Community 19.05.20

AWRC supports Australian government to help increase physical activity

Physical activity experts from Sheffield Hallam University’s Advanced Wellbeing Research Centre (AWRC) at Sheffield Olympic Legacy Park, have advised the Australian government on how to increase physical activity levels in the country.

Researchers based at the AWRC have supported the development and content of the Getting Australia Active guide which is now being shared with policy makers across the Australian government.

Professor Robert Copeland and Dr Katie Shearn, were invited to contribute to the national initiative led by researchers at The Australian Prevention Partnership Centre and the University of Sydney with funding from the Australian Government’s Medical Research Future Fund.

Rob and Katie were approached due to the internationally renowned work of Move More Sheffield, a city-wide partnership with the aim of creating a culture of physical activity to improve the health, wellbeing and quality of life of everybody living in the city.

Move More is part of the National Centre of Sport and Exercise Medicine (NCSEM) in Sheffield, a London 2012 Olympic Legacy programme whose research hub is located at the AWRC.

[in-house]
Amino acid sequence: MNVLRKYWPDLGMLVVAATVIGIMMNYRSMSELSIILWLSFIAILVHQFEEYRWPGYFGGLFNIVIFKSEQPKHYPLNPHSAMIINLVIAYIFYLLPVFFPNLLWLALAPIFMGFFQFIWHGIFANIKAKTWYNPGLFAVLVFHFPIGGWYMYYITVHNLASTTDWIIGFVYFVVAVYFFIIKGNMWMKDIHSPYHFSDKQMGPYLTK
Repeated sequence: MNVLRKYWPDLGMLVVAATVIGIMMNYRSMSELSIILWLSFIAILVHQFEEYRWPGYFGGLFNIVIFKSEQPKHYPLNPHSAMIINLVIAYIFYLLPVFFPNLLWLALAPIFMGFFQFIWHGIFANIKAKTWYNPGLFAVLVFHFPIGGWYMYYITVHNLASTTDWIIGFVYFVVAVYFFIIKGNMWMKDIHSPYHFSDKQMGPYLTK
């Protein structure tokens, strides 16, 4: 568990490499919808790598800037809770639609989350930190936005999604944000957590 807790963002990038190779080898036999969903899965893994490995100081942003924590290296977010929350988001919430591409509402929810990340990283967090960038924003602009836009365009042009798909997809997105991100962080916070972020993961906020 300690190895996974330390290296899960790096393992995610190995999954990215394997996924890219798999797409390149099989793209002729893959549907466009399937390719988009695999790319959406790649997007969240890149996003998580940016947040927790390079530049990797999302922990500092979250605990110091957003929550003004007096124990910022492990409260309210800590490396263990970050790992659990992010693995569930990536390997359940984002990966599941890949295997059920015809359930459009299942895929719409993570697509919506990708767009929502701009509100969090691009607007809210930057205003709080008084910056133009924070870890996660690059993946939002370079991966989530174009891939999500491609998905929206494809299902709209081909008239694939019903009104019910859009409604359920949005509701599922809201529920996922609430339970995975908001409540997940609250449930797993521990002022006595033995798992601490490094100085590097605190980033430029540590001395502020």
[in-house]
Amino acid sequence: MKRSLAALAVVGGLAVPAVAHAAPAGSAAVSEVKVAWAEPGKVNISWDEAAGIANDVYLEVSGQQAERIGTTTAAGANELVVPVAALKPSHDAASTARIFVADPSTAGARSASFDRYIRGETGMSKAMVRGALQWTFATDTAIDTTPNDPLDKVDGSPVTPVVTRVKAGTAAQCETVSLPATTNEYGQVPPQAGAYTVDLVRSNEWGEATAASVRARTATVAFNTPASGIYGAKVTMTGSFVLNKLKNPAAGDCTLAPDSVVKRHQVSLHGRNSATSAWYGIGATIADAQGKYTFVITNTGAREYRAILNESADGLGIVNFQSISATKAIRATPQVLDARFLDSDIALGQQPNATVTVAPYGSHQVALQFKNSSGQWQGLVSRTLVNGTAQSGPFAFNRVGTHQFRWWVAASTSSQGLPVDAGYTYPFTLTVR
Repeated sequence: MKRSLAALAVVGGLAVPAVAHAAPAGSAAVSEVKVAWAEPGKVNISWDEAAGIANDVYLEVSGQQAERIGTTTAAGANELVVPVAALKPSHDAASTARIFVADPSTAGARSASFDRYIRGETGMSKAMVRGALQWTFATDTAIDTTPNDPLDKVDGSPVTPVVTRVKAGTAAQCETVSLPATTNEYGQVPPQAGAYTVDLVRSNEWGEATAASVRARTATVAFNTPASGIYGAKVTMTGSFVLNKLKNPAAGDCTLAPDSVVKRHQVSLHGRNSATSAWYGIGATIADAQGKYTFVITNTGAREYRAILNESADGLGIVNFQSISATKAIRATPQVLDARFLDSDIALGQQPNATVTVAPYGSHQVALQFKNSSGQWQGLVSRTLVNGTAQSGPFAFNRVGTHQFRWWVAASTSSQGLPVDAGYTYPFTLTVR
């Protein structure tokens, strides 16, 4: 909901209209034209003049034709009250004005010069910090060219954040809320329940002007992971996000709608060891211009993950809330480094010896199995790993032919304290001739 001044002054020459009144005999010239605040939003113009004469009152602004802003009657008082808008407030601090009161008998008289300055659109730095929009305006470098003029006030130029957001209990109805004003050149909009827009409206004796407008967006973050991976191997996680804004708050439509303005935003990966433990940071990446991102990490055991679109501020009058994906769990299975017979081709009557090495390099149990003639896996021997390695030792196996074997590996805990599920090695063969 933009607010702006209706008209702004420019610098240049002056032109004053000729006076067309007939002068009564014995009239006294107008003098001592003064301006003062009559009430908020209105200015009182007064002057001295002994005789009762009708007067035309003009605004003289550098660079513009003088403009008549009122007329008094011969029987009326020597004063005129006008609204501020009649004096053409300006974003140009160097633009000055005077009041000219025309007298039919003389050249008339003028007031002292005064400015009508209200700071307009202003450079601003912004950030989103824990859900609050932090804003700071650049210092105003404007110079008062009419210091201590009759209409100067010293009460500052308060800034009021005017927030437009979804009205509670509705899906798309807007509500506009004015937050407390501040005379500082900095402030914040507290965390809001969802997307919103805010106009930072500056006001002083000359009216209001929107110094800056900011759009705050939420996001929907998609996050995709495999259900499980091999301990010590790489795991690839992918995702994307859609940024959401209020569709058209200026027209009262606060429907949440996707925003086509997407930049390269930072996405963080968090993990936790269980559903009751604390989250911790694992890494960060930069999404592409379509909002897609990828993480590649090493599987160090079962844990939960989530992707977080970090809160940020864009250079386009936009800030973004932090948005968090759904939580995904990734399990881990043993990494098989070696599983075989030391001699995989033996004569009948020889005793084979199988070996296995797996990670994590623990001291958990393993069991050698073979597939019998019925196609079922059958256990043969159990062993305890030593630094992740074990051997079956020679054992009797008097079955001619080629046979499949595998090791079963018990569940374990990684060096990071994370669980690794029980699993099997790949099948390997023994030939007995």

The AWRC is a global centre for research and development in physical activity and is dedicated to improving the health and wellbeing of the population through innovations that help people move.

Dr Katie Shearn is a researcher co-located at the AWRC, whose focus is on system change to promote population health and wellbeing. Katie has been working on the evaluation of various whole systems approaches to physical activity in England, supported by Sport England, including Greater Manchester Moving, You’ve Got This (Sport England Local Pilot in South Tees) and Move More Empowering Communities in Sheffield.

Dr Shearn said: “Being active is essential for our mental and physical wellbeing and its importance has jumped up the agenda of governments around the world during the coronavirus pandemic.

“Physical activity in different countries varies for myriad reasons – culture, environmental, demographics – but what is similar is ensuring the needs and motivations for different communities are met by building capacity within places to generate the conditions for sustainable change.

“Solving the problem of inactivity requires leaders across various policy areas to collaborate, facilitate new approaches which tackle inactivity at its root and transform governance and accountability structures to support place-based working.

“These resources offer a practical guide for policy makers in Australia to make decisions to help meet the World Health Organisation’s targets for increasing physical activity globally.

“The principles included within them are relevant and applicable in countries across the developed world.”

Professor Robert Copeland, Director of the AWRC said: “It is really fulfilling to be able to share with colleagues in Australia our experiences and insight from the work we have done with Move More in Sheffield.

“Creating the conditions that make it easy for people to be active everyday has to be the priority for governments across the globe and I’m delighted that we were able to play a small role in doing this as part of the Australian Prevention Partnership Centre at the University of Sydney.”